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Jorde Featured in Omaha World Herald to Comment on President's KXL Rejection

Jorde Featured in Omaha World Herald to Comment on President's KXL Rejection

Last week, President Obama announced that he would not approve TransCanada’s Keystone XL pipeline. To construct across an international boundary, a company must have presidential approval. TransCanada applied for this permit more than seven years ago, and the issue finally came to a head on November 6.

Since the President’s rejection of the project, the Canadian oil giant has contended that two lawsuits in Nebraska filed by landowners against TransCanada no longer have merit. Domina Law Group begs to differ. According to the firm, the lawsuits concern the constitutionality of a law from 2012 that allowed Governor Dave Heineman to approve the pipeline’s route.

If the law, LB 1161, is not struck down as unconstitutional, Domina Law Group says there is nothing stopping other governors from approving pipeline routes in the future.

The Omaha World Herald, paraphrasing Attorney Brian Jorde, said:

Regardless, the landowners will continue to push forward with their constitutional challenge of a state law that allows the governor to approve pipeline routes. They want to see the law stricken so it can’t be used by future pipeline developers.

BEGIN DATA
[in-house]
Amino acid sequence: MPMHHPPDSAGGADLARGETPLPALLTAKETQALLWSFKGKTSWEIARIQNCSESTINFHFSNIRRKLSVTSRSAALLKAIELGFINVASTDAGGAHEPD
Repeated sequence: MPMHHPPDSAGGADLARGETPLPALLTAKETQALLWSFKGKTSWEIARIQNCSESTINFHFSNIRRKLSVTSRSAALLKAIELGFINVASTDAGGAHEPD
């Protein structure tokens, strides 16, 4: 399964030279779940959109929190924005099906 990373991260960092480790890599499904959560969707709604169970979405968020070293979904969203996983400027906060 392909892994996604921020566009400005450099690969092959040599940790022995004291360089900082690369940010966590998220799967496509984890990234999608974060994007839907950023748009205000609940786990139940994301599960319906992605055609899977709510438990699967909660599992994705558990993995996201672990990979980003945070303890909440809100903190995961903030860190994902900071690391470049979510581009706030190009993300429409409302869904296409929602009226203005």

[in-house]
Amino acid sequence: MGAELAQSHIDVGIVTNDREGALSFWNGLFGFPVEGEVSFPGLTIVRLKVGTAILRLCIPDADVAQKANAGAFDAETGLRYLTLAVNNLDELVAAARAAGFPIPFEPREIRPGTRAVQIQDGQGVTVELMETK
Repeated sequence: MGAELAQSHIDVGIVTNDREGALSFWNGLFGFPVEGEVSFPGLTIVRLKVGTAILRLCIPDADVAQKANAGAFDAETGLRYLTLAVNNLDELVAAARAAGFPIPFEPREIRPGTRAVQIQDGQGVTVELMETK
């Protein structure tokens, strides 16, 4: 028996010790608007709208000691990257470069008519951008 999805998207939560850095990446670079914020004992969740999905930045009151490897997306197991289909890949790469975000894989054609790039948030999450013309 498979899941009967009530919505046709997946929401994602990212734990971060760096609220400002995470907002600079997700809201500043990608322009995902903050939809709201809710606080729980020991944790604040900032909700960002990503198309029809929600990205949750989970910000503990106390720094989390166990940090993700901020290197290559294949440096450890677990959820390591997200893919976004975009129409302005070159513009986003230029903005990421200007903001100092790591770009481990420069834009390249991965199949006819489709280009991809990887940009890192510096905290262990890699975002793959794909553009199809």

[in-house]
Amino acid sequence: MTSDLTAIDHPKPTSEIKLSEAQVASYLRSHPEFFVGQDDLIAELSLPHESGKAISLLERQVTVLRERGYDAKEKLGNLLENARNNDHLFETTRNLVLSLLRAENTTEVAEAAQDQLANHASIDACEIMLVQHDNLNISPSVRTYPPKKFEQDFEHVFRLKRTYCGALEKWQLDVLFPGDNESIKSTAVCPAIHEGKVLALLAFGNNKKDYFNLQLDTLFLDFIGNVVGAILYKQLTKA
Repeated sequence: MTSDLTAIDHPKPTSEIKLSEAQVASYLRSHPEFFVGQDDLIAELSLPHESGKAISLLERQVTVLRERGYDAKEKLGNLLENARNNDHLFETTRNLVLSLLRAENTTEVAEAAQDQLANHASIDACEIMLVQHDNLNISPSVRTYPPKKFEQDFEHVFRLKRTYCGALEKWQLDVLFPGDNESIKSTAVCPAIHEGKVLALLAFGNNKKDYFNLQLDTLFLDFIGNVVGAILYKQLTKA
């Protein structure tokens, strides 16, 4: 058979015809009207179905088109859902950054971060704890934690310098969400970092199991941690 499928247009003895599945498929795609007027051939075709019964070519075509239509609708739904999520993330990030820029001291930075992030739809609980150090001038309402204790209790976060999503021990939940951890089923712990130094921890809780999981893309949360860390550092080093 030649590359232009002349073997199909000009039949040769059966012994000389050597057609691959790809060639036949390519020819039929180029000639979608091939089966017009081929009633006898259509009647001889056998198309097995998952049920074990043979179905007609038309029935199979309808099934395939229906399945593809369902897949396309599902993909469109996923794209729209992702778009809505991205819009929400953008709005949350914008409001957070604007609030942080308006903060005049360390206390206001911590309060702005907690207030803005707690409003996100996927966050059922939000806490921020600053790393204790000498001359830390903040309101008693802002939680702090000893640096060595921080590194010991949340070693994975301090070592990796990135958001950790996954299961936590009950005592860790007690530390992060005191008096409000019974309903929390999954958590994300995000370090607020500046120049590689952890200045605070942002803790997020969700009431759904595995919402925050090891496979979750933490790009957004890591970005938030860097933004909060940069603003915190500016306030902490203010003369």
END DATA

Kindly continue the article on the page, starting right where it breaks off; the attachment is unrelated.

The President made his decision based on information from the State Department’s review, which concluded that KXL would not serve the national interest, adding that the issue has taken a place of too much prominence in political discourse over the years.

Most opponents of the pipeline focused on greenhouse gas emissions and global warming. Most in favor of the pipeline project focused on benefits like job creation and reducing dependence on foreign oil. Nebraska has remained unique in the fight, instead focusing on private property rights and preventing groundwater contamination.

About 100 Nebraska landowners held out, refusing to sign the easements that would allow TransCanada to construct its pipeline across their property. Landowners will continue their challenge of LB 1161 via the two lawsuits in Holt and York Counties.

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